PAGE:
The storm has formed unusually far north. / sur

Tropical storm Danielle forms in the North Atlantic, but will it affect Spain?

“It has strengthened quickly and will continue to do so in the coming hours,” the Spanish weather agency Aemet has warned, while offering some reassuring words

ALMUDENA NOGUÉS Malaga

It has already been given a name: Danielle. And although it has only just been ‘born’ it has featured in thousands of headlines. Meteorologists are keeping a close eye on this tropical storm which has formed at an unusual latitude in the Atlantic Ocean and is threatening to become a hurricane.

It is a very unusual tropical cyclone west of the Azores, known as Tropical Depression 5 in the North Atlantic, whose progress is worrying a number of countries although for the moment it is not posing a risk to populated areas, according to the USA’s National Hurricane Center.

What is odd about it? The fact that it is being generated so far to the north, much more so when compared with other tropical storms.

“Tropical storm Danielle has strengthened quickly and will continue to do so in the coming hours, as it has encountered favourable atmospheric conditions and very warm waters, despite having formed much further north than usual. It will be the first hurricane of the season,” said sources at the Spanish weather agency Aemet.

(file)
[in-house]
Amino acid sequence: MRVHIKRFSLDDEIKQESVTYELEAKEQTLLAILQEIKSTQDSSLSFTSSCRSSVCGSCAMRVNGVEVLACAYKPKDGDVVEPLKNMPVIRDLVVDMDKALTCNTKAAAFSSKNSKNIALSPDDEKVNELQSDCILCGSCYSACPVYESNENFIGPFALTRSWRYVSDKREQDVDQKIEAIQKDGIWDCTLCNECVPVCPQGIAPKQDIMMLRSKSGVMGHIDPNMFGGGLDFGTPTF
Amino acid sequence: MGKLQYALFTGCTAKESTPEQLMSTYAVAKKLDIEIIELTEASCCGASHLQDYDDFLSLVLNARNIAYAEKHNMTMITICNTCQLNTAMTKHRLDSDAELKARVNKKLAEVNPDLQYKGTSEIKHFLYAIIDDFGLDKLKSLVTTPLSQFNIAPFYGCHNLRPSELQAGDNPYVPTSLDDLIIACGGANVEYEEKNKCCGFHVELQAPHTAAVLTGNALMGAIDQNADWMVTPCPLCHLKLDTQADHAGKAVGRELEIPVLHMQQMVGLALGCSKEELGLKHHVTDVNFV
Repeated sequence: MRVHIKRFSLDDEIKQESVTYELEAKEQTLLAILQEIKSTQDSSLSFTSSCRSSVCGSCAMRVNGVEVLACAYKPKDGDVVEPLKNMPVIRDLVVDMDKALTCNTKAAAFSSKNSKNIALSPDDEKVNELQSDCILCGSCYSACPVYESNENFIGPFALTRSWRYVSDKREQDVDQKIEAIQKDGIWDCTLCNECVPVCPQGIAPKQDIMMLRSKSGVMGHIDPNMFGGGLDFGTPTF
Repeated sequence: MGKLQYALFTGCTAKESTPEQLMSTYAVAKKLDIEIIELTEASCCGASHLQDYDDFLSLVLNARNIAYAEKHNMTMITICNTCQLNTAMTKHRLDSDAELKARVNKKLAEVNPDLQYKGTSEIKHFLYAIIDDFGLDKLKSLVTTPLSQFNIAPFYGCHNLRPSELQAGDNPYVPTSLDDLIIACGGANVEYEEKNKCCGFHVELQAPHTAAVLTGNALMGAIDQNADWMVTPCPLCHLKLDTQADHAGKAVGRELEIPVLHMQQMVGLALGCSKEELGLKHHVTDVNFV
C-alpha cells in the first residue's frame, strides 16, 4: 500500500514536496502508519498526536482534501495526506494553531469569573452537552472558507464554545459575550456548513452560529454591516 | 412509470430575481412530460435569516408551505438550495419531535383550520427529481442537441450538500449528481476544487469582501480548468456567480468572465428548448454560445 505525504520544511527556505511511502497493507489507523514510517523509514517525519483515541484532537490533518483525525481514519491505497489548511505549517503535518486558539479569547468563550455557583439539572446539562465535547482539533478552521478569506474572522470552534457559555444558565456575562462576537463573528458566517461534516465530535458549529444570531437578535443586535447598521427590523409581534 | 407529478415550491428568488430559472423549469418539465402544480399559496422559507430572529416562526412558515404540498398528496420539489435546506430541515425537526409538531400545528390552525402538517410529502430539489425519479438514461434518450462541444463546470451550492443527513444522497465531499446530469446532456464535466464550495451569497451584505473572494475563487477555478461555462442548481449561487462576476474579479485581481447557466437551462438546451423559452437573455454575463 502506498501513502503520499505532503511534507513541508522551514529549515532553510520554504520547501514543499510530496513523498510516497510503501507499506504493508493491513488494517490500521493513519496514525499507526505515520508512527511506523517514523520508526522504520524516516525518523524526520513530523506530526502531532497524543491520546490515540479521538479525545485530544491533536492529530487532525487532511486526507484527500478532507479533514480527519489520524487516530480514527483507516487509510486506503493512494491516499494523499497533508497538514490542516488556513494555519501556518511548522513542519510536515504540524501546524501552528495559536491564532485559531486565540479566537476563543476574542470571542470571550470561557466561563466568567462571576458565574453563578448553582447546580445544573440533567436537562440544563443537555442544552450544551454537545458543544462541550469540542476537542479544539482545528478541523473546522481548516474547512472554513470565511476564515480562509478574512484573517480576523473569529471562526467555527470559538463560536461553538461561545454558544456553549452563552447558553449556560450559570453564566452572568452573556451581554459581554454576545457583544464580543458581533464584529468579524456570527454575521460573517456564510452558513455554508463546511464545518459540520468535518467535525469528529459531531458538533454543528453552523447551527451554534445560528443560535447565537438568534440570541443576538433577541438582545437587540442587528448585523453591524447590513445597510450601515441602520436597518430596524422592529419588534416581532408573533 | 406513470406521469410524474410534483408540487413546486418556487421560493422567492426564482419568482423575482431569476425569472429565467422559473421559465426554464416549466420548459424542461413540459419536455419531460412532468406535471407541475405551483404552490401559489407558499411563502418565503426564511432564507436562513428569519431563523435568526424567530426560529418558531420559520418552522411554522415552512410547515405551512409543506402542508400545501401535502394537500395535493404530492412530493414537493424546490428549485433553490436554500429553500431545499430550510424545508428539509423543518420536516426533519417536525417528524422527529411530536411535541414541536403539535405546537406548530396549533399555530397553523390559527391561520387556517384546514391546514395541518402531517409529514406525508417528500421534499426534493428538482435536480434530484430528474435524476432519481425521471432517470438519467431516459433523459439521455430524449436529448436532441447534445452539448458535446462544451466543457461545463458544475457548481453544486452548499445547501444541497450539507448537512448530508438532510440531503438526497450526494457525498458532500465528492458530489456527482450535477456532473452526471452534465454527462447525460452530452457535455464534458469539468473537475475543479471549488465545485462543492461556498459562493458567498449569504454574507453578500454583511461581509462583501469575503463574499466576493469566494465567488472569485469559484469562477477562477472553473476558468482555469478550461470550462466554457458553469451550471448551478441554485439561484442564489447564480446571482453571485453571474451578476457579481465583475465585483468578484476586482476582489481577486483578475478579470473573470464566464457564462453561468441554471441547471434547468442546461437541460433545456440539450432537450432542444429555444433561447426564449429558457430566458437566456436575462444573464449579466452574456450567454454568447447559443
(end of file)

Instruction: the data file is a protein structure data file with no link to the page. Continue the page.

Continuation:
Could it affect Spain

The question in many people’s minds is whether it could affect this country. So far, the message from Aemet has been reassuring:

“For the next five days it will stay to the west or north-east of the Azores. After that, but weaker, it might come closer to Europe, but the chances of it affecting Spain are very low, less than 10%. What it could do is create bad sea conditions in this area,” they have said.

Nevertheless, tropical cyclones are complex systems with their own dynamics and subject to great uncertainty, given their possible interactions with other dynamic structures of the atmosphere.

What makes tropical storm – or probable hurricane - Danielle exceptional is that it has formed in an unusual area, at 40º latitude north, through which many hurricanes and tropical storms have passed to reintegrate into general circulation, some of which have even reached the Spanish peninsula as post-tropical storms. It is this rare starting point that has most caught the attention of the meteorologists.